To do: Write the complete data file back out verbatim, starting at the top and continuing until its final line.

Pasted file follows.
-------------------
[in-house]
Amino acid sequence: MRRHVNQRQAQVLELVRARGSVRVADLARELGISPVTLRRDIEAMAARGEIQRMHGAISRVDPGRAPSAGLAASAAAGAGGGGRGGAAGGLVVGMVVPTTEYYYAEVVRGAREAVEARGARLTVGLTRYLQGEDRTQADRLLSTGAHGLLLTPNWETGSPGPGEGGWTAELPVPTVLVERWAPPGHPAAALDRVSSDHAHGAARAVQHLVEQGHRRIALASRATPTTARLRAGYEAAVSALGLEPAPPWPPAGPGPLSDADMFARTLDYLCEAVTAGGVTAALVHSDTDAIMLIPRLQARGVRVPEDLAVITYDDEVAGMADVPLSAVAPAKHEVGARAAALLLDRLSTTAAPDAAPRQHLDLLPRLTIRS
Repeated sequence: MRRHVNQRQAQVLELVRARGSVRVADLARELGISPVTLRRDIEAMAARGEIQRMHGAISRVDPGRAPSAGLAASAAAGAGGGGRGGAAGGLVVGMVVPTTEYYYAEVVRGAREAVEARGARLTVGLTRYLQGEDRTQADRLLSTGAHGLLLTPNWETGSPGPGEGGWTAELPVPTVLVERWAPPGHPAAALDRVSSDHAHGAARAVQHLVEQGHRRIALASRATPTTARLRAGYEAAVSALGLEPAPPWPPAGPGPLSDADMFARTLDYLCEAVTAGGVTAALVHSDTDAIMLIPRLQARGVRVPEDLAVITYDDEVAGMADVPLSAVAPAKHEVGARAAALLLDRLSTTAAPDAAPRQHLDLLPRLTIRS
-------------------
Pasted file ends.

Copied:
[in-house]
Amino acid sequence: MRRHVNQRQAQVLELVRARGSVRVADLARELGISPVTLRRDIEAMAARGEIQRMHGAISRVDPGRAPSAGLAASAAAGAGGGGRGGAAGGLVVGMVVPTTEYYYAEVVRGAREAVEARGARLTVGLTRYLQGEDRTQADRLLSTGAHGLLLTPNWETGSPGPGEGGWTAELPVPTVLVERWAPPGHPAAALDRVSSDHAHGAARAVQHLVEQGHRRIALASRATPTTARLRAGYEAAVSALGLEPAPPWPPAGPGPLSDADMFARTLDYLCEAVTAGGVTAALVHSDTDAIMLIPRLQARGVRVPEDLAVITYDDEVAGMADVPLSAVAPAKHEVGARAAALLLDRLSTTAAPDAAPRQHLDLLPRLTIRS
Repeated sequence: MRRHVNQRQAQVLELVRARGSVRVADLARELGISPVTLRRDIEAMAARGEIQRMHGAISRVDPGRAPSAGLAASAAAGAGGGGRGGAAGGLVVGMVVPTTEYYYAEVVRGAREAVEARGARLTVGLTRYLQGEDRTQADRLLSTGAHGLLLTPNWETGSPGPGEGGWTAELPVPTVLVERWAPPGHPAAALDRVSSDHAHGAARAVQHLVEQGHRRIALASRATPTTARLRAGYEAAVSALGLEPAPPWPPAGPGPLSDADMFARTLDYLCEAVTAGGVTAALVHSDTDAIMLIPRLQARGVRVPEDLAVITYDDEVAGMADVPLSAVAPAKHEVGARAAALLLDRLSTTAAPDAAPRQHLDLLPRLTIRS